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Propeller Dynamics

Essential reading for model aircraft contest fliers. This is the only book on the market explaining propeller theory in non-mathematical terms. A rattling good read, I know, I wrote it.


Acoustic Antenna: Part 1 


Well folks, don't hold your breath waiting for Acoustic Antenna: Part 2! Its taken me 2 years to get this far already. If you are not into computers, the following may not be to your taste, but do give it a read.

If you have taken an interest in using Doppler to get the airspeed and RPM of your model, then this is for you. I know the F2A guys are using this, and really its essential to optimise performance and even see what the other guys are doing. Have a look at my other articles for more info.

The sound from a model airplane engine is comprised of a set of tones known as harmonics. The tones have an apparent higher pitch when the model is approaching you, and a lower apparent pitch when it is going away from you. This is a large effect, easily measurable, and was discovered and named after Herr Doppler. By measuring the pitch change, one can determine the speed of the model and the RPM of the engine using some very simple equations.

You need a tape recorder to store the sound, a computer with a sound card and Richard Horne's wonderful free program called Spectrogram to extract the tones. That's all, and it works a treat. You can even get lap times, acceleration and heat times, even with more than one model up. Good for F2C, you get speed and RPM for all 3 models.

Now after doing this for a while, I wanted more. Surely with all that racket going on, there is more to be had from a sound analysis. Would it not be desirable also to find the airplane trajectory? In R/C pylon race, a tightly flown course can win races. But if you go too far passed the pylons, you lose out badly, but may not even know you are doing it. Replaying the course you have flown on a computer screen would  let you know your mistakes. So what we need is a bunch of microphones stuck up in the air and configured in such a way as to reveal the position in space of the model as it flies along. I call this device an "acoustic antenna". It is going to need at least 4 microphones grouped in a bunch to find the direction of the model in 3 dimensions, so right away we have a hardware problem. Our previous Doppler method only needed one mike, but now we need 4! How do we get the sounds into the computer? Thought you might ask that!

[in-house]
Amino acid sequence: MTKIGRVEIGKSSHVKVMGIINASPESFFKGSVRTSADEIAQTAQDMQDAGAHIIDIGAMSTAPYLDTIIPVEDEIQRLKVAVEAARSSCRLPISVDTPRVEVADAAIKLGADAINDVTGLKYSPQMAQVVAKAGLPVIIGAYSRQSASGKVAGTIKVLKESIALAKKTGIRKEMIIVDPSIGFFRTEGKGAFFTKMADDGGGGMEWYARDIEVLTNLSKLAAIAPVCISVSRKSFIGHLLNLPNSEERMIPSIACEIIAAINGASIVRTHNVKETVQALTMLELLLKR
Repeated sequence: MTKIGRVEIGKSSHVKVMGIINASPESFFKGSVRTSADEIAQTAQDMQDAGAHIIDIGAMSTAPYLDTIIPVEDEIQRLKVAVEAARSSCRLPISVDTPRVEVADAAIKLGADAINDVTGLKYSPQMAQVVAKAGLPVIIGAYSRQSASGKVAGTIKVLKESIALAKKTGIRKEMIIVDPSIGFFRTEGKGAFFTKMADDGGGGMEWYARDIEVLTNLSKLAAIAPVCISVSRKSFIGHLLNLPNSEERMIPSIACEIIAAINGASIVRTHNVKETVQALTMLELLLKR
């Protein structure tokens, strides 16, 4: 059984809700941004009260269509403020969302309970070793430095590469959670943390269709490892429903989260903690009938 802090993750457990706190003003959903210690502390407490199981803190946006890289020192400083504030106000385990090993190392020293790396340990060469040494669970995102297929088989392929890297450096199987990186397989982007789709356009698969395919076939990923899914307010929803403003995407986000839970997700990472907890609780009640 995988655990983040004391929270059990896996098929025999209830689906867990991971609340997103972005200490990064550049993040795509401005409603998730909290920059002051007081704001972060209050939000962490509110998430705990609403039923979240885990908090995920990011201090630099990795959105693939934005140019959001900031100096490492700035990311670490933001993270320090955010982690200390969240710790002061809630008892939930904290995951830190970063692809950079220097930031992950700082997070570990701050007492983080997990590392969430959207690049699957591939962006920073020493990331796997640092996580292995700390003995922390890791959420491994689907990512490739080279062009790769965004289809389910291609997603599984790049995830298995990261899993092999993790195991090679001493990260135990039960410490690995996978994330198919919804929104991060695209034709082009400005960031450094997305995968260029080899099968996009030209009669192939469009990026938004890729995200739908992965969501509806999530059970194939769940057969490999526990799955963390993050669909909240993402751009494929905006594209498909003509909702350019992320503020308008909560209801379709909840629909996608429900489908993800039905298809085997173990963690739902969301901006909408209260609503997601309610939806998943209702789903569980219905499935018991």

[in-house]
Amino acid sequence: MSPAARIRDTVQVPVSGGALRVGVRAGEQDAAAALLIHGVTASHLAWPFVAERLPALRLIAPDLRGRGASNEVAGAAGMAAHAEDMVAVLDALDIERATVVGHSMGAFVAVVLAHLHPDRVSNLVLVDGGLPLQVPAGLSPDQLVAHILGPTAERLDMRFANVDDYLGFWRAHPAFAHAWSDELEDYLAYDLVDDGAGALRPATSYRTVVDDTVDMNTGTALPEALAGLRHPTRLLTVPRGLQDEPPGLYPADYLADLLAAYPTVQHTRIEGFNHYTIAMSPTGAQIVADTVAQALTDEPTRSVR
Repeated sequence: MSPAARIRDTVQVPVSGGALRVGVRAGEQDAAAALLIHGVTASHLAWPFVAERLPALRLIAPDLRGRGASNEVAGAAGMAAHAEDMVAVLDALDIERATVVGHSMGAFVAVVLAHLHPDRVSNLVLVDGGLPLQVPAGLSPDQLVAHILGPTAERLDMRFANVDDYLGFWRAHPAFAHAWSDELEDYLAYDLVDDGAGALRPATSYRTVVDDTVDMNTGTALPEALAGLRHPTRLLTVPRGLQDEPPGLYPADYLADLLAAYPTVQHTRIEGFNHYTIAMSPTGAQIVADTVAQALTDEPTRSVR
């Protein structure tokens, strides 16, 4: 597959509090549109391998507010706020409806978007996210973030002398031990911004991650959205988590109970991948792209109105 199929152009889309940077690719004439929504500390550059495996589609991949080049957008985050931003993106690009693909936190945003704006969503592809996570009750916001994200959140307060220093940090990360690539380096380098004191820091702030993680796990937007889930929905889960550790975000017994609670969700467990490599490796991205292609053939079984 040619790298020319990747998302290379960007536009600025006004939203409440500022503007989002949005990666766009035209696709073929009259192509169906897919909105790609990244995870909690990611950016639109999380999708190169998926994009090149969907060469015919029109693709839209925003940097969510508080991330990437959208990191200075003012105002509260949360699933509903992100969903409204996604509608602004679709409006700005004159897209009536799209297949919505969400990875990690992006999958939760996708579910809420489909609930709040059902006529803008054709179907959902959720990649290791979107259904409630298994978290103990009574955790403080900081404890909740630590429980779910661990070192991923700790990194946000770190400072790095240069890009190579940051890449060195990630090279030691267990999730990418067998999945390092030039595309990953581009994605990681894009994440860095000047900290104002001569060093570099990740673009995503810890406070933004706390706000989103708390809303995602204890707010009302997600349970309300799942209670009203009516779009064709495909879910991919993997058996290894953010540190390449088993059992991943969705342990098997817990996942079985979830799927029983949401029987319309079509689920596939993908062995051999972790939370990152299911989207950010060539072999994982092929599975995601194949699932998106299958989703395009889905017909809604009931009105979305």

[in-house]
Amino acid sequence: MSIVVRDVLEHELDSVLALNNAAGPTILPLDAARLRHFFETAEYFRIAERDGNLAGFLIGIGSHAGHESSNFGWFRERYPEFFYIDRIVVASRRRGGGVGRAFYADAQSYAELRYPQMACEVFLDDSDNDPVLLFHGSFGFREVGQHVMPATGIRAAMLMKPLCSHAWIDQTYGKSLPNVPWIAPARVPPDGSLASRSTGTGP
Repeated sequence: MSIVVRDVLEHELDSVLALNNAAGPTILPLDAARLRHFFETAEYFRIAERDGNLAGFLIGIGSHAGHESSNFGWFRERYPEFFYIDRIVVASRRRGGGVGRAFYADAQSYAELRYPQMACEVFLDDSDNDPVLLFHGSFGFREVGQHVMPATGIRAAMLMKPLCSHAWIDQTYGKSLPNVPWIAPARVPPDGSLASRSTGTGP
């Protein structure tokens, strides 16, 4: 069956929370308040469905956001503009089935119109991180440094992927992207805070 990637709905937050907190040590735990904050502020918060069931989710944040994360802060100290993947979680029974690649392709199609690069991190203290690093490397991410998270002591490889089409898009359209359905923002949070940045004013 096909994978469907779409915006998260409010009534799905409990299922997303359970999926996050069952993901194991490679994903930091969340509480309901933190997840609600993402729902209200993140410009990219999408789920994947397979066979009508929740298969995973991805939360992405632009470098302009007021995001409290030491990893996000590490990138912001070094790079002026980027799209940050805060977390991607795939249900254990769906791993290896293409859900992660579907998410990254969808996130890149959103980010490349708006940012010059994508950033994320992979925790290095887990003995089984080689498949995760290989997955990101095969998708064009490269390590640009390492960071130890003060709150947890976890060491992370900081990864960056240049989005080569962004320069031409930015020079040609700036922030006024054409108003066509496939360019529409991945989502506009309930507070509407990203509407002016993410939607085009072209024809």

Well it turns out that, not only can you connect a mike to the  mic-in port on the sound card, but with the right circuitry you can put 2 more into the line-in port. Not only that, you can install a second sound card into the computer, giving another 3 mikes! That ought to be enough! It may also be possible to add 2 more mikes to the sound card CD port, and even 2 more to the AUX port! So what about software? Clearly Spectrogram won't handle this lot, you are going to have to write your own code. The programming language BASIC is widely accessible to those with a computer bent, and the easiest of all languages to learn. I use a version called Power Basic, available from www.PowerBasic.com. You have to pay for this version, and its harder to use than say Quick Basic, but its very fast and is a fully compiled language. This means you need to be able to write code that will read and control your sound card. Here is an example of code that will read a sound value from the microphone port of just about any sound card in any PC.

OUT &H220 + &HC, &H20 
do loop until INP(&H220 + 14) and &H80
value = INP(&H220 + &HA)

There, wasn't that fun! Similar commands are available to read the other ports and control the sound card. Now, what do we do with the values from all those mikes we have stuck up in the air? Well, the idea is this. Because the mikes are separated from each other, a given sound wave from the model will reach the different mikes at different times. Since sound is really quite slow at 340 m/s, these times are easily measured. In fact, the mikes really only need to be about 6" apart, so our acoustic antenna will be quite small, about the size of a 
loaf of bread.

The quantity to be measured is not really time, but is called phase. If 2 mikes are square on to the model, then the sound will reach both mikes at the same time, and the phase is zero. If the 2 mikes are pointing at the model, then the phase is at a maximum, as the sound reaches one mike much sooner than the other. This means we can get an indication of the position of the model from the phase difference. With 2 more mikes arranged in a square, we can in fact find the exact direction in which the model lies. Determining its trajectory is then just a heartbeat away. The phase difference is obtained by determining the Fourier transform of the signals read from the mikes. These transforms yield the tones as seen in the Spectrogram program, and also the phase values. 

This really works. Sitting here tonight in my computer lab I have a tone generator (built from a Jaycar kit, price $50) in the corner of the room. I have 2 mikes, about 6" apart, going into 2 sound cards in my 486 DX4-100. Moving the mikes around each other, I can watch the phase change on my computer screen.  

So that is Part 1 of this development program; the feasibility study. It all works and cost me $40 for the extra sound card, $5 for the extra mike, $50 for the tone generator, and nothing for the computer, as Big Norm Kirton, the super-fit bus driver and scramble flier gave it to me! Cheers Norm! 

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